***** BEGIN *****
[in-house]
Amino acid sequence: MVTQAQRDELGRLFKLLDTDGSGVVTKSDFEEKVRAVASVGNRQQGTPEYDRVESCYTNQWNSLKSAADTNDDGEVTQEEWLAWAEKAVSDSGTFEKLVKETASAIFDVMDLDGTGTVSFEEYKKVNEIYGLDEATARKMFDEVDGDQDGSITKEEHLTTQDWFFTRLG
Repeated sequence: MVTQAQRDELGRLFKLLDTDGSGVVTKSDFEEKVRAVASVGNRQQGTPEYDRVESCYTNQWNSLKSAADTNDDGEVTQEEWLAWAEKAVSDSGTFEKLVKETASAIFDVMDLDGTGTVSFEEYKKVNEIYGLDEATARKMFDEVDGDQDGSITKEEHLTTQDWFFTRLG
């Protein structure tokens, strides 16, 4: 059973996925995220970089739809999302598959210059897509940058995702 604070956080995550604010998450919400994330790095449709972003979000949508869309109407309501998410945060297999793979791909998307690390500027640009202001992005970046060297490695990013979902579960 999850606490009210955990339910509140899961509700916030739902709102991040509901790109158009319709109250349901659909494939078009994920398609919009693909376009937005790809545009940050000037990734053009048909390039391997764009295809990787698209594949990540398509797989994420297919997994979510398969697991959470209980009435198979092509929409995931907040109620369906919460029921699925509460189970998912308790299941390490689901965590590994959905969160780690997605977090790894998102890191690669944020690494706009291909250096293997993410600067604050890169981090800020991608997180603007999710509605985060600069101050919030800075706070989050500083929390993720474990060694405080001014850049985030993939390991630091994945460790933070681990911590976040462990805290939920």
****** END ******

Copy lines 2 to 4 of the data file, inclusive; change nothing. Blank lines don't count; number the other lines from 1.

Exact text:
Amino acid sequence: MVTQAQRDELGRLFKLLDTDGSGVVTKSDFEEKVRAVASVGNRQQGTPEYDRVESCYTNQWNSLKSAADTNDDGEVTQEEWLAWAEKAVSDSGTFEKLVKETASAIFDVMDLDGTGTVSFEEYKKVNEIYGLDEATARKMFDEVDGDQDGSITKEEHLTTQDWFFTRLG
Repeated sequence: MVTQAQRDELGRLFKLLDTDGSGVVTKSDFEEKVRAVASVGNRQQGTPEYDRVESCYTNQWNSLKSAADTNDDGEVTQEEWLAWAEKAVSDSGTFEKLVKETASAIFDVMDLDGTGTVSFEEYKKVNEIYGLDEATARKMFDEVDGDQDGSITKEEHLTTQDWFFTRLG
């Protein structure tokens, strides 16, 4: 059973996925995220970089739809999302598959210059897509940058995702 604070956080995550604010998450919400994330790095449709972003979000949508869309109407309501998410945060297999793979791909998307690390500027640009202001992005970046060297490695990013979902579960 999850606490009210955990339910509140899961509700916030739902709102991040509901790109158009319709109250349901659909494939078009994920398609919009693909376009937005790809545009940050000037990734053009048909390039391997764009295809990787698209594949990540398509797989994420297919997994979510398969697991959470209980009435198979092509929409995931907040109620369906919460029921699925509460189970998912308790299941390490689901965590590994959905969160780690997605977090790894998102890191690669944020690494706009291909250096293997993410600067604050890169981090800020991608997180603007999710509605985060600069101050919030800075706070989050500083929390993720474990060694405080001014850049985030993939390991630091994945460790933070681990911590976040462990805290939920």